Empowering teams to take initiative, react to the changes that come their way, and quickly adapt is (in principle) a good thing. Or is it? In this episode we explore a story of a team that took their empowerment and turned it into an obstacle. A set of behaviors that caused more problems than solutions. Because sometimes, empowerment is not a good thing. Listen in to learn about this story, and what Darryl learned about empowerment that can help you avoid the same problems.
Featured Book of the Week: The Phoenix Project by Gene Kim et al.
In the Phoenix Project, Gene Kim and his co-authors tell a story based on their real-life experience about how IT needs to change to adapt to the fast paced digital world we live in. For Darryl this book is the best written story that showcases the trials and issues faced on an agile/devops transformation, and the often forgotten direct link to the business struggles and goals.
About Darryl Sherborne
Darryl is an IT professional specialising in Kaizen (continuous improvement), Agile delivery and coaching, Lean Thinking implementations and more recently applications of DevOps and Data Science. Darryl can also be found singing in rock/pop choirs, and watching or reading anything in the realm of Sci-Fi / Marvel.
Scrum Masters are there to help teams progress. But sometimes teams are the reason, and the reasons why everything must remain the same. However, we as Scrum Masters are there to bring a different perspective. A new way of looking at things. In this episode we discuss one such story, and learn about Joanna’s approach when she was being told: “we can’t change it because that’s how it has always been”…
Featured Book of the Week: Turn the Ship Around! By David Marquet
The book Turn the Ship Around! By David Marquet has been the focus of a BONUS episode here on the podcast. For Joanna, this was a book that helped her understand a new kind of leadership, and what are the factors that remove independent action, and motivation from the people in organizations that are managed with traditional leadership approaches.
About Joanna Koprowicz
Joanna is an Agile Enthusiast with a burning passion to help organizations work smart not hard. She is one of the co-organizers of Agile-Lean Ireland Community. Currently she works as a ScrumMaster in Dublin.
The biggest enemy of a team is stagnation. Lack of change or progress in a way a team works is a sure symptom of larger problems, but it is also an indication that the team does not feel secure enough to take risks, fail, learn and eventually progress in their abilities.
In this episode we talk about what might be the reasons for teams to seek security in the lack of change and progress.
Featured Book for the Week: The 5 Dysfunctions of a Team by Patrick Lencioni
The loyal Scrum Master Toolbox podcast listener will have seen this book be mentioned often. The 5 Dysfunctions of a Team by Patrick Lencioni is a seminal work on the team dynamics that can cause a team to fail or thrive, and therefore it is mandatory reading for all Scrum Masters out there. For Max this is the book we must read to understand Trust and how to start our work on that key ingredient for successful teams.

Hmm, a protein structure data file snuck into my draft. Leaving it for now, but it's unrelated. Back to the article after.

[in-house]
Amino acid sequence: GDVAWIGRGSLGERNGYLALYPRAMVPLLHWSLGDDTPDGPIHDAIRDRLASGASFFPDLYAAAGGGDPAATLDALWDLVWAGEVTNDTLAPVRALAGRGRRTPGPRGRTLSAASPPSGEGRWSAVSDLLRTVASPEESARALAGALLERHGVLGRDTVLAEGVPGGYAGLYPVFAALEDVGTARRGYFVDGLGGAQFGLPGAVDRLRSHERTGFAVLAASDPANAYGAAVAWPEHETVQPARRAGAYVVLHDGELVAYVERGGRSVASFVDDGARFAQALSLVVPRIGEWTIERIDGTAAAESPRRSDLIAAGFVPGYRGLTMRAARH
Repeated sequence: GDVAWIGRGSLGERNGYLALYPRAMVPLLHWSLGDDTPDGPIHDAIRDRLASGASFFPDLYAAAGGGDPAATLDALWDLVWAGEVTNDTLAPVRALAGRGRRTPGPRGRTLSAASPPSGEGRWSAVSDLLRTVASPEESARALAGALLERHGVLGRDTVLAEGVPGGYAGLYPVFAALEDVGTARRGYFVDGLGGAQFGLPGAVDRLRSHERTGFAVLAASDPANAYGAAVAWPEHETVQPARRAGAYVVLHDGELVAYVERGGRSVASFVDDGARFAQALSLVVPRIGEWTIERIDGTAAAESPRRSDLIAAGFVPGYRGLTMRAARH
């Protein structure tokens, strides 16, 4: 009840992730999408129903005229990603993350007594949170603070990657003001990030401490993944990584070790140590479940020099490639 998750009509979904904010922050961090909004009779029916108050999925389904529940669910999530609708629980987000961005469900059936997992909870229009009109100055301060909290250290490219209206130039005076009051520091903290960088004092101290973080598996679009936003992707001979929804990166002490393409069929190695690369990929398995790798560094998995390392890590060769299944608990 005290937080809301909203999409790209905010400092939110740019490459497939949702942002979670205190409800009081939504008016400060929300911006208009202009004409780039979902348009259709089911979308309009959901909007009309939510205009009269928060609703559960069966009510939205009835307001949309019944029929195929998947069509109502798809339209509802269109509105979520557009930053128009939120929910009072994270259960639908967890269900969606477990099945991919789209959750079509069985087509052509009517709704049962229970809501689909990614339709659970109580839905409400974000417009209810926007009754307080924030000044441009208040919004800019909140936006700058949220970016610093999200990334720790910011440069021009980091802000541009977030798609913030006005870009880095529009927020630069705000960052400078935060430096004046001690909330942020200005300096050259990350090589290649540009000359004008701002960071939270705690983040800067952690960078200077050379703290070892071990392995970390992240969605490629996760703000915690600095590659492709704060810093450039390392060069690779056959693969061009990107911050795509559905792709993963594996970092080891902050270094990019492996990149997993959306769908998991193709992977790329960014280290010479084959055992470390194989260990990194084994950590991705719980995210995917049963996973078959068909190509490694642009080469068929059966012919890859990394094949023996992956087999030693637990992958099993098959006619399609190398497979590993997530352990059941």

About Maximilian Fritzsche
Maximilian worked as a Scrum Master for several years and believes that the way to look at the role is to always have in mind the following quote: “Keep moving forward” – his favorite quote, and what he tries to do every day. “One step at a time!”
As Scrum Masters we must constantly be aware of the different personalities and their impact on how the team performs. In this episode we discuss how the Architect role can, easily, have a major impact on the team dynamics.
We also discuss the often forgotten role of the Scrum Master as a facilitator for changes at the team level, together with management.
Featured Book for the Week: Scrum: A revolutionary approach to building teams, beating deadlines and boosting productivity by Jeff Sutherland
Abbas is a Scrum Master who enjoys coaching individuals and teams who are on a journey of developing an agile mindset, focusing on values and principles which will make them work lean, collaborate and generally enjoy work more!
He calls himself an agile and product person focusing on delivering value early and often to customers.
Andrew introduces the Scrum Values and how many team-related anti-patterns come from not following those values. We also discuss the importance of enabling and helping surface difficult conversations before it is too late, and things turn sour.
The book Drive by Daniel Pink reminds us that what drives human behavior is not exactly what we expect. Rewarding has an impact, but that impact is limited, and the rewards matter. Daniel Pink explores the sources of motivation and engagement in this book. Purpose, Autonomy and Mastery come out as the most important aspects we must attend to as Scrum Masters.
About Andrew Hudson
Andy is a Scrum Master within the Media industry. He’s passionate about making work a motivating, enjoyable and empowering place to be. He wants to help teams and individuals reach their full potential and believes developing the right vision and mindset is more valuable to effective teams than any process or framework.